Lackawanna Cutoff restoration work begins

RELATED TOPICS: TRANSIT | STEAM/PRESERVATION
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ANDOVER, N. J. – It’s only a short segment, but preliminary work on a $551 million project to restore 7 miles of the Lackawanna Cutoff in western New Jersey has begun, the New Jersey Herald reports. The 29-mile cutoff, opened in 1911 and used by mainline trains traveling between Hoboken, N.J., and Scranton, Pa., was abandoned by Conrail in 1984. The line has been the subject of restoration efforts in order to launch local commuter service and eventually intercity passenger rail service to Scranton. The states of New Jersey and Pennsylvania now own the right-of-way.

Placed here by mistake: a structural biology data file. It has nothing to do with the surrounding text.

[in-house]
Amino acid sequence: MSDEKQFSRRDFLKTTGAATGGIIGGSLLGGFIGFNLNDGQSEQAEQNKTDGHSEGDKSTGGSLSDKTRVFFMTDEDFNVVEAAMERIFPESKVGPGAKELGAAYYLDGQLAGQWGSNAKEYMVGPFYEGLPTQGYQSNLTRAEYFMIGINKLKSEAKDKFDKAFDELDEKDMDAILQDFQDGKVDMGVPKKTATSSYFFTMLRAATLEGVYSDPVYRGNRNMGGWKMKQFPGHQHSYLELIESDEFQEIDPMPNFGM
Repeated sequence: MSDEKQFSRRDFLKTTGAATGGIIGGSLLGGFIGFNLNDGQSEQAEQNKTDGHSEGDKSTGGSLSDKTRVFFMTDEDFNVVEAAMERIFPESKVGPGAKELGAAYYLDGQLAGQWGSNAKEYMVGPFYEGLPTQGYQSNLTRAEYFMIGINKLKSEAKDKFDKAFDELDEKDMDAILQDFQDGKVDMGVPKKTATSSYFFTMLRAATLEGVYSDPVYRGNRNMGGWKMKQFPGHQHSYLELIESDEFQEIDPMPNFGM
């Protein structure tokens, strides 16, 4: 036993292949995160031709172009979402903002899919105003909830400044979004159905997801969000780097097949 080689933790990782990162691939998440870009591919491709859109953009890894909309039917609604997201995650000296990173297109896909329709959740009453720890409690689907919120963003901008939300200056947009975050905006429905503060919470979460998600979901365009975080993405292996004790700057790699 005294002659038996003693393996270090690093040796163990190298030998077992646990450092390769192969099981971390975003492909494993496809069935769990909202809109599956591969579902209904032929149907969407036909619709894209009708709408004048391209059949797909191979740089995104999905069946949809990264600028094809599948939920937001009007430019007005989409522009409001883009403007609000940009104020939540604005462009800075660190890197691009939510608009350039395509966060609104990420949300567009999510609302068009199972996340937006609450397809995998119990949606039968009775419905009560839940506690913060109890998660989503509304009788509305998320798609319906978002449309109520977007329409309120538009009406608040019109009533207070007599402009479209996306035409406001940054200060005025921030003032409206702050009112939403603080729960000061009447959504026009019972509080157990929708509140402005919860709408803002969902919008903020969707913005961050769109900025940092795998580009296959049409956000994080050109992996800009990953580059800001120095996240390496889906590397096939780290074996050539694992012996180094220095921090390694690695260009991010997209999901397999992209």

NJ Transit has started grading work on the right-of-way in Sussex County, N.J. The agency plans to clear trees at some point before April, let construction contracts in June, and begin actual construction by the end of summer.

The first segment of the project will be a 7.3-mile stretch from Port Morris to Andover. The new line will connect to the Montclair-Boonton line at a junction in Port Morris. New commuter stations would be built in Andover and Blairstown, N.J.
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